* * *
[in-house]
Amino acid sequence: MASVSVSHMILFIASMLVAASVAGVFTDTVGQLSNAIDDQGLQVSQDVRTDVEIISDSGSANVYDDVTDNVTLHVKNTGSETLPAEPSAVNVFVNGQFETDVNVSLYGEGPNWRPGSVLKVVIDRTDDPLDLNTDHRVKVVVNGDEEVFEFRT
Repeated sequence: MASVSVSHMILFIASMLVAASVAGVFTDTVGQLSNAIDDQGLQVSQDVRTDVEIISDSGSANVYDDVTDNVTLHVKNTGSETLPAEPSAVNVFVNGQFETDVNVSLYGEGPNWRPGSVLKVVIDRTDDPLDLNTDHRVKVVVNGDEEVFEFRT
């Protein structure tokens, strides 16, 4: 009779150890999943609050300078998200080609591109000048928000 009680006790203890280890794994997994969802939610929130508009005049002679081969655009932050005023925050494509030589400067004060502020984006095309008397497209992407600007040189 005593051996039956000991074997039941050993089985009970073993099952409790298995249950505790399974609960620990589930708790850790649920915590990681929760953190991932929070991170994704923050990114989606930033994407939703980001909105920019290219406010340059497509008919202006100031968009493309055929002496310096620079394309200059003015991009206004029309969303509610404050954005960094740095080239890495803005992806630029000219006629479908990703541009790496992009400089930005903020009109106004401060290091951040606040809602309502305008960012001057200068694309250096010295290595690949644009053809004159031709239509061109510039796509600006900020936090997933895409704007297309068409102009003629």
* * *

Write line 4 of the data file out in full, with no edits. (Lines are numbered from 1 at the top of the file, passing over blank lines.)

């Protein structure tokens, strides 16, 4: 009779150890999943609050300078998200080609591109000048928000 009680006790203890280890794994997994969802939610929130508009005049002679081969655009932050005023925050494509030589400067004060502020984006095309008397497209992407600007040189 005593051996039956000991074997039941050993089985009970073993099952409790298995249950505790399974609960620990589930708790850790649920915590990681929760953190991932929070991170994704923050990114989606930033994407939703980001909105920019290219406010340059497509008919202006100031968009493309055929002496310096620079394309200059003015991009206004029309969303509610404050954005960094740095080239890495803005992806630029000219006629479908990703541009790496992009400089930005903020009109106004401060290091951040606040809602309502305008960012001057200068694309250096010295290595690949644009053809004159031709239509061109510039796509600006900020936090997933895409704007297309068409102009003629």